It Is in Us All Review – Antonia Campbell-Hughes’ Dark Debut Evokes the Crisis of Masculinity Under the Weight of Patriarchal Oppression

This review contains discussions of suicide and mental health trauma.

Antonia Campbell-Hughes’ debut feature It Is in Us All asks a question with its title. What is in us all? For Londoner Hamish Considine (Cosmo Jarvis) is seems it is a quest for oblivion, the pull of the death drive that leads him to an extreme collapse of self-identity. For the Evan (Rhys Mannion) a teenager who collides literally with Hamish is it the reckless abandon of youth and a search for belonging, or is he too walking a tightrope towards death?

Hamish is a successful and buttoned up man. He is in Ireland to take care of the deceased estate of his Aunt Tara, specifically the house in Donegal where she and his mother, Annie grew up. On his way to the house he’s involved in a head on collision which claims the life of fifteen-year-old Callum, although leaves his ‘passenger’ Evan unharmed. Hamish awakes in hospital with a fracture and a head injury and limited memory of the accident. He leaves the hospital as early as he can and heads to Tara’s home. Once there buried secrets are revealed and Hamish’s self-possession comes apart piece by piece.

Haunted by taking a life and haunted by a life he never lived – one that would have seen him brought up in Ireland with his mother who committed suicide in London, Hamish is falling apart in real time. Increasingly fraught calls to his father, Jack Considine (Claes Bang) prove that Hamish’s understanding of who his mother was has been controlled by Jack’s outright dismissal of her as “selfish and spoiled,” – a woman who refused to live long enough to care for her son. Jack has also been mostly absent choosing to live in Hong Kong and control Hamish from afar.

Hamish’s internal conflict is made all the more difficult by the appearance of seventeen-year-old Evan, the person who was really driving the car that collided with his. It’s hard to gauge what Evan wants from Hamish beyond needing him to keep his secret about being the driver. It becomes opaquer as the youth begins to wrap Hamish into his daily life. Is he an angel, a devil, a seducer? Is he trying to heal or hurt Hamish, and could the inverse be true that Hamish is possibly trying to heal or hurt him?

Beneath Hamish’s well-groomed exterior is a man running on empty. He is hollowed out by a lack of love and family. As he watches Evan with his gentle relationship with his grandfather he sees that he has lost something – a sense of connection to anything. In the tiny Irish town is he finally reckoning with that lack?

Campbell-Hughes allows the psycho-sexual undertone of Hamish’s relationship with Evan to come to the fore. Hamish is attracted to the reckless but vulnerable youth and has to wake up to himself when Evan deliberately provokes him. Campbell-Hughes knows that there is something ‘wrong’ with their relationship and playing the role of Callum’s mother makes it clear that Hamish is deeply broken. The film is filled with motherless sons and sonless mothers. The grief that permeates the screen is almost palpable and suffocating.

Campbell-Hughes has stated that It Is in Us All is a film about misplaced male energy and the harm that patriarchy can cause the men who live under it. For Evan and his friends they must find an outlet for their energy that doesn’t spill into violence. For Hamish he needs to realise that he has been holding on to a life built on lies. The car crash is something more than an event that brings Evan and Hamish together, it is an eventuality. Hamish could have swerved to avoid the crash, but he didn’t. For a moment he was alive in the possibility of death.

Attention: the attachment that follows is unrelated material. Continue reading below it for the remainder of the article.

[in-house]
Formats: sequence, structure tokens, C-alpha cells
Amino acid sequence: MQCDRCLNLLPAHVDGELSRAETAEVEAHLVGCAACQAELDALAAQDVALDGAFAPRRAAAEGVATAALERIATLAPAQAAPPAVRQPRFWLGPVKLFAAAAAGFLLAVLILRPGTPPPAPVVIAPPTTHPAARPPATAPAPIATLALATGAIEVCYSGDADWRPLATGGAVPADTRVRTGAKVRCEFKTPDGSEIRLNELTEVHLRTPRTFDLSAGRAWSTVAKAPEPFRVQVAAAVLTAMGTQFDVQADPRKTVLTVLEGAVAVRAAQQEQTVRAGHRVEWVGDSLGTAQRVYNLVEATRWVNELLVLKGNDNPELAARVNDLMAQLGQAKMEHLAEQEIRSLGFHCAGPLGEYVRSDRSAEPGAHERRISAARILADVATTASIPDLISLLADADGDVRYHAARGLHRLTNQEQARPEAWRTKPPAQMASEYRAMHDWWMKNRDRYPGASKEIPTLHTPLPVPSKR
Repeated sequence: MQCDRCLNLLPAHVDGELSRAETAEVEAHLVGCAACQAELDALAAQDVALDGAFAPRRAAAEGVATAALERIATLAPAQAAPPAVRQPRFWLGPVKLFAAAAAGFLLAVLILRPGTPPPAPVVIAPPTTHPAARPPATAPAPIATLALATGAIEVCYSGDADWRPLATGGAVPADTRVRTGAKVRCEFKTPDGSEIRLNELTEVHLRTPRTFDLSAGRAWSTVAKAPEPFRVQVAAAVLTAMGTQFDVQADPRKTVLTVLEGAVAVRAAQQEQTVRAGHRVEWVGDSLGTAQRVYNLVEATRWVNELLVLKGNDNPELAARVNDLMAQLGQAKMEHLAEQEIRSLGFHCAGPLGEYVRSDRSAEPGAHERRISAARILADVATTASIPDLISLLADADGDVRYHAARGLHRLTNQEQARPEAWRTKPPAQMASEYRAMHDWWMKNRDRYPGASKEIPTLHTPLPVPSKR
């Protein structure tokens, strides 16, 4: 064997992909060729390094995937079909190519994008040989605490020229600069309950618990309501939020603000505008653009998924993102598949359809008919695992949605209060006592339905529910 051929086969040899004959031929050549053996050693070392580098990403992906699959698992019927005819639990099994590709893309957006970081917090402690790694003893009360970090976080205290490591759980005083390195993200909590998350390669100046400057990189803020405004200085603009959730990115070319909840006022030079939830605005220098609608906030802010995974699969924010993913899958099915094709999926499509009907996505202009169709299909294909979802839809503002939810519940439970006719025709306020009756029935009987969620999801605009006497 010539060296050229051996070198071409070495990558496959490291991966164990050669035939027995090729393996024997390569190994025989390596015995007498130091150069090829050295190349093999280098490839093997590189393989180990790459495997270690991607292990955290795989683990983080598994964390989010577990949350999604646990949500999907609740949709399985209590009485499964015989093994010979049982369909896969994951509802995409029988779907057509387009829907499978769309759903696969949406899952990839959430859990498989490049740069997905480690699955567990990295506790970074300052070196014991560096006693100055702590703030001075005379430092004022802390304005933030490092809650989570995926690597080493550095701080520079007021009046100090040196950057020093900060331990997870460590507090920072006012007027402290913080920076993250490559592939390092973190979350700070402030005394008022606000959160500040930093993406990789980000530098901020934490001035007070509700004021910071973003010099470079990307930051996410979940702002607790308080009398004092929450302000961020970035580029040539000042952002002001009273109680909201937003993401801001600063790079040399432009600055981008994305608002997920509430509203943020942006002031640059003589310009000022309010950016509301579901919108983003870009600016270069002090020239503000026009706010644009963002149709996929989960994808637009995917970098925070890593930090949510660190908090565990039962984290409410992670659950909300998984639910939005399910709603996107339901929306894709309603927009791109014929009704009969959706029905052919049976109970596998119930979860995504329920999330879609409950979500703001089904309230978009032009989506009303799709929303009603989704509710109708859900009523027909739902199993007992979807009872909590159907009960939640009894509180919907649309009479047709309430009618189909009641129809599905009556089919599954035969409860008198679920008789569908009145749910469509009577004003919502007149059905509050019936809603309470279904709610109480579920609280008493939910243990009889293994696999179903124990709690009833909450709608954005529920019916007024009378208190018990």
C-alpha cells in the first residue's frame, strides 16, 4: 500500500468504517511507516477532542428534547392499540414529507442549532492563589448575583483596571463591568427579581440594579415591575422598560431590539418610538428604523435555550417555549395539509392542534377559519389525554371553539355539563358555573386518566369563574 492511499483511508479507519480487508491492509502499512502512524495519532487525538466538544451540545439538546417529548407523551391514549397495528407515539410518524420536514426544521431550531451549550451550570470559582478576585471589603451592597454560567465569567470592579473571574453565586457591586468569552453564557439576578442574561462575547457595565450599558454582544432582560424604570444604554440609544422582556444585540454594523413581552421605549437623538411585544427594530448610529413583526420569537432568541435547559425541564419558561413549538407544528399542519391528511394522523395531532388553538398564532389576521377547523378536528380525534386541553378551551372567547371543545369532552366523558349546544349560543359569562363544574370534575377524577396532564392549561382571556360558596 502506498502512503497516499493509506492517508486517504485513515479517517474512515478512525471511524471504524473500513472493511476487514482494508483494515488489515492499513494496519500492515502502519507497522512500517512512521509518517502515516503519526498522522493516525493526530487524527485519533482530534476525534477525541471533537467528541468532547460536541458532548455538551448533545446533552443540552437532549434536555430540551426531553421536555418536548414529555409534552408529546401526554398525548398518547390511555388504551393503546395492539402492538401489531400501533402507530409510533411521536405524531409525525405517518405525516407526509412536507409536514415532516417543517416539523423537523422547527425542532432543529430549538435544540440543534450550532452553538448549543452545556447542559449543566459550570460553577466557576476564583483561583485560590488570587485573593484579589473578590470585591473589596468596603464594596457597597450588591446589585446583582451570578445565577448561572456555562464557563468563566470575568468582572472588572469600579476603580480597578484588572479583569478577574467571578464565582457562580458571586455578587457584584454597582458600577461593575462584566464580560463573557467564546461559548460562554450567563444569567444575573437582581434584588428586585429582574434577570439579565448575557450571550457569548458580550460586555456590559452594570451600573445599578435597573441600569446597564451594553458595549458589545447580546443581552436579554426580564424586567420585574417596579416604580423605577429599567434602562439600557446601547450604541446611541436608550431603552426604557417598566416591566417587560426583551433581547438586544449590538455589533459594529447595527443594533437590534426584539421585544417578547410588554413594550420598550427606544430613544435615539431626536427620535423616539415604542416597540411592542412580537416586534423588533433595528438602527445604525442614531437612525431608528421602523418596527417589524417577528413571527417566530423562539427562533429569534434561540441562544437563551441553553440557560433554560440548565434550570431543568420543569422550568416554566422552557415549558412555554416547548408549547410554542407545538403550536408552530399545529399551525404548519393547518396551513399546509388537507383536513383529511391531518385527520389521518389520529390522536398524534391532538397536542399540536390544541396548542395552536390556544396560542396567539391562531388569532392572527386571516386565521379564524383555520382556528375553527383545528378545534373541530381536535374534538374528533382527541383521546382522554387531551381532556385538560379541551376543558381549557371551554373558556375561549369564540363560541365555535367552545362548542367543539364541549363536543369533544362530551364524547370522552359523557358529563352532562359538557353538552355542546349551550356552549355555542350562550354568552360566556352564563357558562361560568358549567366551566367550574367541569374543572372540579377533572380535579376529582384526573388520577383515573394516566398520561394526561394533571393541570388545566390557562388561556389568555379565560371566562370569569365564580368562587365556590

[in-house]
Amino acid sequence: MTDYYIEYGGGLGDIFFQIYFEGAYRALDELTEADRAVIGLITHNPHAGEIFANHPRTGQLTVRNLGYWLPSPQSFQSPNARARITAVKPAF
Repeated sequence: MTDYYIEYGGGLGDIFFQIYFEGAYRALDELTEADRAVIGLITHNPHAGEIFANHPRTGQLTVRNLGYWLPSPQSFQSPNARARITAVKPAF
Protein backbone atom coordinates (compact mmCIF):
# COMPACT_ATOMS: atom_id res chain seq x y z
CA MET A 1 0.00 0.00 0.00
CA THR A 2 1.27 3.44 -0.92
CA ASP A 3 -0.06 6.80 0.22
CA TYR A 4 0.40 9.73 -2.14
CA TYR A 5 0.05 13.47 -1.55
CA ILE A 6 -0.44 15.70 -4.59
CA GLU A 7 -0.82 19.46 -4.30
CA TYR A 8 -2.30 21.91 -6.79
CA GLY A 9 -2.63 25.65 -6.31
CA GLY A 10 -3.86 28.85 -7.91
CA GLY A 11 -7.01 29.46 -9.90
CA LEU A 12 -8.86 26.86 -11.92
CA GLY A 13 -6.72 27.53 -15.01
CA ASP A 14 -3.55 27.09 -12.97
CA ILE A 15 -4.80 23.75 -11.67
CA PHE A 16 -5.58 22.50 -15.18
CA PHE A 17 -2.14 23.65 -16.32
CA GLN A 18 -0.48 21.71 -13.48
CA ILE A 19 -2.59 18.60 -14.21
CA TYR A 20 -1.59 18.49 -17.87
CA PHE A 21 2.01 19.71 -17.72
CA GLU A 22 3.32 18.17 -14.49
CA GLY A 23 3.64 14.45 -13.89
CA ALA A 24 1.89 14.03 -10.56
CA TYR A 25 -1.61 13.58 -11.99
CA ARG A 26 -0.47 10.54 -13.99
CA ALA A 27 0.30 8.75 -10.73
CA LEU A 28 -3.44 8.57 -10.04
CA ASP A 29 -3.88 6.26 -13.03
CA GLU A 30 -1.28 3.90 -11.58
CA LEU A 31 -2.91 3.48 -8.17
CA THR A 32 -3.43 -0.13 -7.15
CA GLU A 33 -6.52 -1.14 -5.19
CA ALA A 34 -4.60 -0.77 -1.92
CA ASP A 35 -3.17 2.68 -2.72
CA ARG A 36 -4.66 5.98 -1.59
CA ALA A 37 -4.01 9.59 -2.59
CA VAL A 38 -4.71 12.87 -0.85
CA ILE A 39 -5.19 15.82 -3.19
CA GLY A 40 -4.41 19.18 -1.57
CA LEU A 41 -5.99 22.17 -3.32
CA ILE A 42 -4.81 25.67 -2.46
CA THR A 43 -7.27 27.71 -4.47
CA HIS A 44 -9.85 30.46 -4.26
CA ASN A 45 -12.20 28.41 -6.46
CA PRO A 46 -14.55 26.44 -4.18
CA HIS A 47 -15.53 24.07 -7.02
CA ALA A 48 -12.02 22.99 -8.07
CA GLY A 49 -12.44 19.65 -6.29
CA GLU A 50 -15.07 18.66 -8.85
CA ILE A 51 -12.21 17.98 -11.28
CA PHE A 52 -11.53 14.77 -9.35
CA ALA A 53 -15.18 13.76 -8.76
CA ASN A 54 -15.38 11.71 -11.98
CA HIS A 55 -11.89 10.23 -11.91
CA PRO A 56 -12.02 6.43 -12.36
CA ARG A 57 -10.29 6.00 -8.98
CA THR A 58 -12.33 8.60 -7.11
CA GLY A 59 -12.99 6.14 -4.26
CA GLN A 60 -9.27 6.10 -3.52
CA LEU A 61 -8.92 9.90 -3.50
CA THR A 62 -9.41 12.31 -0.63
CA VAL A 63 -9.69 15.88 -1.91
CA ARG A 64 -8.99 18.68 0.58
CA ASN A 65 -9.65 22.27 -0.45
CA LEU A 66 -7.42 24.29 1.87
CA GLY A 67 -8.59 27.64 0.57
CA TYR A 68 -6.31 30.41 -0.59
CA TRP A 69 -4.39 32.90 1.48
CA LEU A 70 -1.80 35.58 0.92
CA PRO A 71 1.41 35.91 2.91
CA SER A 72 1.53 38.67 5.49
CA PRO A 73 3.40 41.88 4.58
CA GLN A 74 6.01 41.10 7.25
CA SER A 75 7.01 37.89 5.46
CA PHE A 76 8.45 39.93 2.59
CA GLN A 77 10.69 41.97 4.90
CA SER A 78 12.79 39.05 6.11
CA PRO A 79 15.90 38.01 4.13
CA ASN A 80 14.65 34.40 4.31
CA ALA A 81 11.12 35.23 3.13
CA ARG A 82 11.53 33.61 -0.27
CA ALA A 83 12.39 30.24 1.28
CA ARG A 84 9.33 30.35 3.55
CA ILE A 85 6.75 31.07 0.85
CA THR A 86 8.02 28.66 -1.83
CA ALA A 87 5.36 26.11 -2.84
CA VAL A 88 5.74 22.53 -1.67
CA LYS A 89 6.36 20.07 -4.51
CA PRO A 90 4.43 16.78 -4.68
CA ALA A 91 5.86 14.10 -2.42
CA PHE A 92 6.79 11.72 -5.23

Cosmo Jarvis is a rising talent – his breakout role in William Oldroyd’s Lady Macbeth (also Florence Pugh’s breakout role) showed he could inhabit a character that is seductive and menacing. In It Is in Us All he wears a weariness and silent self-destruction that far belies his years. Initially the role of Hamish was written for Jim Sturgess and meant to be for a man in his forties, yet Jarvis manages to make his relative youth appear a weight. He’s meant to be on the rise, but he is falling. Newcomer Rhys Mannion as Evan sparks as the unpredictable young man who wants to belong but needs to escape. If Hamish stays in Donegal then there is something the two can share, beyond their secret. He appeals to Hamish to remain “You belong here, you are from here.”

It Is in Us All won a prize for “Extraordinary Cinematic Vision” at SXSW when it premiered in 2022. The gorgeous and sometimes gothic cinematography of Piers McGrail is well deserving of the award. Under Campbell-Hughes’ direction he crafts extraordinary scenes that reverberate with both stillness and frantic energy. It is often said that the camera is a character (and indeed it is our POV) and with McGrail’s astute work the camera is a version of Hamish and Evan as well as the vehicle which captures Donegal’s isolation and beauty.

Ultimately, Campbell-Hughes doesn’t give the audience a clean resolution to Hamish’s alienation. Has he learned to live? Has he found the spark that is in us all, or has he reached a point where he understands the other drive that has been sending him into a spiral of suicidal ideation? Whichever it is there is little doubt that Campbell-Hughes debut is thematically rich as it is dark and proves that she is a director who has talent to burn.

Director: Antonia Campbell-Hughes

Cast: Cosmo Jarvis, Rhys Mannion, Claes Bang

Writer: Antonia Campbell-Hughes

Nadine Whitney

Nadine Whitney holds qualifications in cinema, literature, cultural studies, education and design. When not writing about film, art or books, she can be found napping and missing her cat.

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